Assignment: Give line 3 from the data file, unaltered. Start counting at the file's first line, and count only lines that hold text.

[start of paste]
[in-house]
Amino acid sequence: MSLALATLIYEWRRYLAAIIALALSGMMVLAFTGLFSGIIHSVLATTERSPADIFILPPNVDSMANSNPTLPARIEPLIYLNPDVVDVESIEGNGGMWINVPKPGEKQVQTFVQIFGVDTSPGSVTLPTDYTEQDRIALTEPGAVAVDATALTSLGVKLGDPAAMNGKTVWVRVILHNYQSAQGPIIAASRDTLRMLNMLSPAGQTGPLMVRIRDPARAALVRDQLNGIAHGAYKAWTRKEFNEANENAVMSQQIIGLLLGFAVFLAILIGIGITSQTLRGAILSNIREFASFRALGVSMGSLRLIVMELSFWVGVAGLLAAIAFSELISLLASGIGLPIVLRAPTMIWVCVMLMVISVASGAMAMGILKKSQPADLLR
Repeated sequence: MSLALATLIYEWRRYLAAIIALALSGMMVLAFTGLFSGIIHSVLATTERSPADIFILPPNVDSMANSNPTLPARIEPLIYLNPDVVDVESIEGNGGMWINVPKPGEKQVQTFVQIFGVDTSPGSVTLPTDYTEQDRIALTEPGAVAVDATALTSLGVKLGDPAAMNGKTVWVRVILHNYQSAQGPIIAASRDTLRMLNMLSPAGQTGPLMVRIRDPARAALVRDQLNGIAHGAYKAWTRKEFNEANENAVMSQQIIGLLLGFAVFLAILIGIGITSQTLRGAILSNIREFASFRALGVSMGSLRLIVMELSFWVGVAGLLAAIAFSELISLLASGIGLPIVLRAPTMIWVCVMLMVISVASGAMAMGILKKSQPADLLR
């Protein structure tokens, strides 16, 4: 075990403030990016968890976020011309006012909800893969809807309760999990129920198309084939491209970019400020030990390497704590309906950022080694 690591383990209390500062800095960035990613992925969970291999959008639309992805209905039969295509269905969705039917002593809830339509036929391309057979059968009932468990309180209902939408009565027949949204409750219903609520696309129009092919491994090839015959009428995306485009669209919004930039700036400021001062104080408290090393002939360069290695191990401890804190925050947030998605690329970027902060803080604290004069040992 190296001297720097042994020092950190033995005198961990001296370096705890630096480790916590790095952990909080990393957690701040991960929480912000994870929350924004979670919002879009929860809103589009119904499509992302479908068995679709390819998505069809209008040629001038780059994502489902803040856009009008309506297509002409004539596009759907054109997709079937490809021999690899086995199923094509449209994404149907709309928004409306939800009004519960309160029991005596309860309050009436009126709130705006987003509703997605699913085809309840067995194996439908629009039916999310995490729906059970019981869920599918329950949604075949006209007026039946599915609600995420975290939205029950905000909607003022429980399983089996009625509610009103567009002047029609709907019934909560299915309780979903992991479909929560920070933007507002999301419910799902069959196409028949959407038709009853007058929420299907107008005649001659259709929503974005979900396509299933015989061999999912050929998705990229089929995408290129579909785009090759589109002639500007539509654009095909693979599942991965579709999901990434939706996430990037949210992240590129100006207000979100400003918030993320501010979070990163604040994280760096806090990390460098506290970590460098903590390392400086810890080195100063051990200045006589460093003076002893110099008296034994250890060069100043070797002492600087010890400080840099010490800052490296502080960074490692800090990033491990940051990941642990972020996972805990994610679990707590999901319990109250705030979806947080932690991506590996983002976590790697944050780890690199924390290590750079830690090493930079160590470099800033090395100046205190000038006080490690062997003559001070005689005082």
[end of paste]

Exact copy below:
Repeated sequence: MSLALATLIYEWRRYLAAIIALALSGMMVLAFTGLFSGIIHSVLATTERSPADIFILPPNVDSMANSNPTLPARIEPLIYLNPDVVDVESIEGNGGMWINVPKPGEKQVQTFVQIFGVDTSPGSVTLPTDYTEQDRIALTEPGAVAVDATALTSLGVKLGDPAAMNGKTVWVRVILHNYQSAQGPIIAASRDTLRMLNMLSPAGQTGPLMVRIRDPARAALVRDQLNGIAHGAYKAWTRKEFNEANENAVMSQQIIGLLLGFAVFLAILIGIGITSQTLRGAILSNIREFASFRALGVSMGSLRLIVMELSFWVGVAGLLAAIAFSELISLLASGIGLPIVLRAPTMIWVCVMLMVISVASGAMAMGILKKSQPADLLR